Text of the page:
I believe that the culpability of defendants was high and therefore an award of compensation should reflect the outrageous way the Police Officers acted on that day against unarmed civilians.

 

With guiding principles in mind, as drawn from precedents quoted above, this Court after critically examined the evidence, finds that there is an ambit within which it may make the necessary awards. Although the award may seem arbitrary, it is still the duty of the Court to make such awards taking into consideration the physical and mental pain of each plaintiff. This Court whilst retaining its wide discretion when awarding damages has, however, tried to ensure that the awards are not grossly exorbitant to be deemed punitive. In fact, the Court is not bound by the sums prayed for in Plaints, but makes awards that fit the justice of each claim.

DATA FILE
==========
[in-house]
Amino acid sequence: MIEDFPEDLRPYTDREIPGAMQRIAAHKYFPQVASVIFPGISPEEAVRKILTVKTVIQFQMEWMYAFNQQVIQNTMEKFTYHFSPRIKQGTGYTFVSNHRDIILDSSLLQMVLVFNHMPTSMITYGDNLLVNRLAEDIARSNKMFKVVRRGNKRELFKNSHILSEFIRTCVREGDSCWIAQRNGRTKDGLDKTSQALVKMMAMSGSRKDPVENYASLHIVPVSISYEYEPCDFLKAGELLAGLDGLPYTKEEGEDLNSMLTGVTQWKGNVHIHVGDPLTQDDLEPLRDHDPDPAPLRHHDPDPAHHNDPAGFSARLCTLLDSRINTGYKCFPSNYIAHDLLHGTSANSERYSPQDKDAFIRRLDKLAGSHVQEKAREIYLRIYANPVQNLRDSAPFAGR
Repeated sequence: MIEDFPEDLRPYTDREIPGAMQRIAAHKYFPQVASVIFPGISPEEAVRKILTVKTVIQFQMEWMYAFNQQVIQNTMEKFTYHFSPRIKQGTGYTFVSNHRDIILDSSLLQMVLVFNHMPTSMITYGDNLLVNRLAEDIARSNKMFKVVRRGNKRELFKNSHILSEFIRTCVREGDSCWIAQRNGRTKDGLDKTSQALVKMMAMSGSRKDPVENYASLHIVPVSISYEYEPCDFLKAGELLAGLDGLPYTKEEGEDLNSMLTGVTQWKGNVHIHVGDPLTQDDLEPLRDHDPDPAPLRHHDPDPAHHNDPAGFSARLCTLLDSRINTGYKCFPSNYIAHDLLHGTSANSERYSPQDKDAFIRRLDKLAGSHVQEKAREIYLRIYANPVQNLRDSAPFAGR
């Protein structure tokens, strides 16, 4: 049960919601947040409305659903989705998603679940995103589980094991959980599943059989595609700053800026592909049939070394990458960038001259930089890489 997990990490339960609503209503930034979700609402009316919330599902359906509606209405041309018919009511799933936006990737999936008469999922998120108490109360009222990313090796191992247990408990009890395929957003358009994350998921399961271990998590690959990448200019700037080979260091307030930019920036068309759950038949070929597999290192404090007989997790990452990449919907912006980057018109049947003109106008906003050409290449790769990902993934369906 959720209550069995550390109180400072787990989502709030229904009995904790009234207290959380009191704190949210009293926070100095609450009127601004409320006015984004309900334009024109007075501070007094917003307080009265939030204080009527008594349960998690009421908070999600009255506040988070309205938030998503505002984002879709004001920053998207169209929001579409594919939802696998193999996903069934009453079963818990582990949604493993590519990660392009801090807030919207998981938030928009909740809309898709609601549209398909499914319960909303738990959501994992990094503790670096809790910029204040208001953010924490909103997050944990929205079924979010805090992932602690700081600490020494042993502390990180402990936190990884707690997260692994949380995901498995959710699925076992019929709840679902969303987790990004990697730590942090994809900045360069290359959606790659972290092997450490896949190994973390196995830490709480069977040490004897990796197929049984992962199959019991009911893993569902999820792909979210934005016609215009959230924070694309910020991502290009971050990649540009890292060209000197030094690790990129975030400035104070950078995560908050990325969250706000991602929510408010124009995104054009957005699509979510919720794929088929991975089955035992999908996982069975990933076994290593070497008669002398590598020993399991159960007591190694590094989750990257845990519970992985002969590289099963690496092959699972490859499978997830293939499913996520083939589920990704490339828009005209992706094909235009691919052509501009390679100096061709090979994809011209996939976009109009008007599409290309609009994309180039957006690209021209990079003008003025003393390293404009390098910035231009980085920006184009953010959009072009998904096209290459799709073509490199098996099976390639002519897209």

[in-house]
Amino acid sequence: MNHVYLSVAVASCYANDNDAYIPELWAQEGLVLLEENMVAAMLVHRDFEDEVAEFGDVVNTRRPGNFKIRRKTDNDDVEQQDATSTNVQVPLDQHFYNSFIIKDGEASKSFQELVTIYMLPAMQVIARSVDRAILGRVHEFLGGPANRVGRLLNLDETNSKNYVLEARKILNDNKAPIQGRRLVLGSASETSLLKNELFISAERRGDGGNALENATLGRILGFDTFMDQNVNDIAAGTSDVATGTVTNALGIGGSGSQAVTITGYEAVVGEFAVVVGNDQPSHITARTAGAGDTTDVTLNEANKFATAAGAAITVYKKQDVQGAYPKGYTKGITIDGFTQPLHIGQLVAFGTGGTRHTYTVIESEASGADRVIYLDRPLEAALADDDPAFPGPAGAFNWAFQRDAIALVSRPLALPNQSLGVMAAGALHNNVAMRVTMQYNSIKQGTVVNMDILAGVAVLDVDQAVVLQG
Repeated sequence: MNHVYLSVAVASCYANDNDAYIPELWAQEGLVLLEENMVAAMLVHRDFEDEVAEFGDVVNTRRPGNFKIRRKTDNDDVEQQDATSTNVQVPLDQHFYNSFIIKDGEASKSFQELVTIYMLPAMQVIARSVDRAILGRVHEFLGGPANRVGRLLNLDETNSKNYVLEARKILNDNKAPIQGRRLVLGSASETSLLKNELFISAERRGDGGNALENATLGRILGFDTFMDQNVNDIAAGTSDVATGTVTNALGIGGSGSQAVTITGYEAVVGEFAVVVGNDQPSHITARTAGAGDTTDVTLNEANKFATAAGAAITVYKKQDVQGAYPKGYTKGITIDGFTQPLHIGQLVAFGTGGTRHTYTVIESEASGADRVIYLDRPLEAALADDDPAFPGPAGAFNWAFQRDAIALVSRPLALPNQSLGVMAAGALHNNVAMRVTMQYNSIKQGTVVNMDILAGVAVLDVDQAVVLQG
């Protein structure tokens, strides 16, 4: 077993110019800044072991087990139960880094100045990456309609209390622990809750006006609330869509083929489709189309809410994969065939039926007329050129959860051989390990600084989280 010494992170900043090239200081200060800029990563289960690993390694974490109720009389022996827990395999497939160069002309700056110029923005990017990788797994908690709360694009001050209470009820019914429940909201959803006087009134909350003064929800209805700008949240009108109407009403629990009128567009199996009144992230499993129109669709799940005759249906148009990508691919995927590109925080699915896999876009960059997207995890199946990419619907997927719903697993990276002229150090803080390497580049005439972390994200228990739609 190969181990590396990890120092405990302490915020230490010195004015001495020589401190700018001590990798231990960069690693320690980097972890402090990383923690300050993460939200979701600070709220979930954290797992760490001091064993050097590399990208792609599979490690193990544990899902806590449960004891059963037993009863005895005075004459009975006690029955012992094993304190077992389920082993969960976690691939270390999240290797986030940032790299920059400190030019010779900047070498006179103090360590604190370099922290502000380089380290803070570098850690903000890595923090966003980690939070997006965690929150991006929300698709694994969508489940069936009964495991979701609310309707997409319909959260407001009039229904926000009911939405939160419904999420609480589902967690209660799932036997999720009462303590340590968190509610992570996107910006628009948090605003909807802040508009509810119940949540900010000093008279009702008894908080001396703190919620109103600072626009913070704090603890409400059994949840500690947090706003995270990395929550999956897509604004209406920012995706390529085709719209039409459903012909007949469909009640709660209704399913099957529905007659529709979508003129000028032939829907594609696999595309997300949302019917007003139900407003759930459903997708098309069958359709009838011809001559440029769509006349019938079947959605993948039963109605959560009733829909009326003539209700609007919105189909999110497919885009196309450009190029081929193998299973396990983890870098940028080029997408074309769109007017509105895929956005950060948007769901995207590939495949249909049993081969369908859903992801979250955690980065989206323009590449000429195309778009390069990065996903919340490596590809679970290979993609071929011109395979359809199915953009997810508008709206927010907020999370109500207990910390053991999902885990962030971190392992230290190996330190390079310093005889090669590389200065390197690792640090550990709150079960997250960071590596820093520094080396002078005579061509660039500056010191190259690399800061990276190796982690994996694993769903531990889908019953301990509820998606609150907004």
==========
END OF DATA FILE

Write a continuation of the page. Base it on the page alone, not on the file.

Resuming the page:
With respect to precedents in or jurisdiction, admittedly no previous claimant has ever prayed for damages as a result of trauma from being shot with rubber bullets or attacks with tear gas by Police. It is also unprecedented that the Leader of the Opposition in the National Assembly as well as certain other Members of the National Assembly were ever attacked on the precinct of the Assembly by the very Force that was supposed to maintain law and order.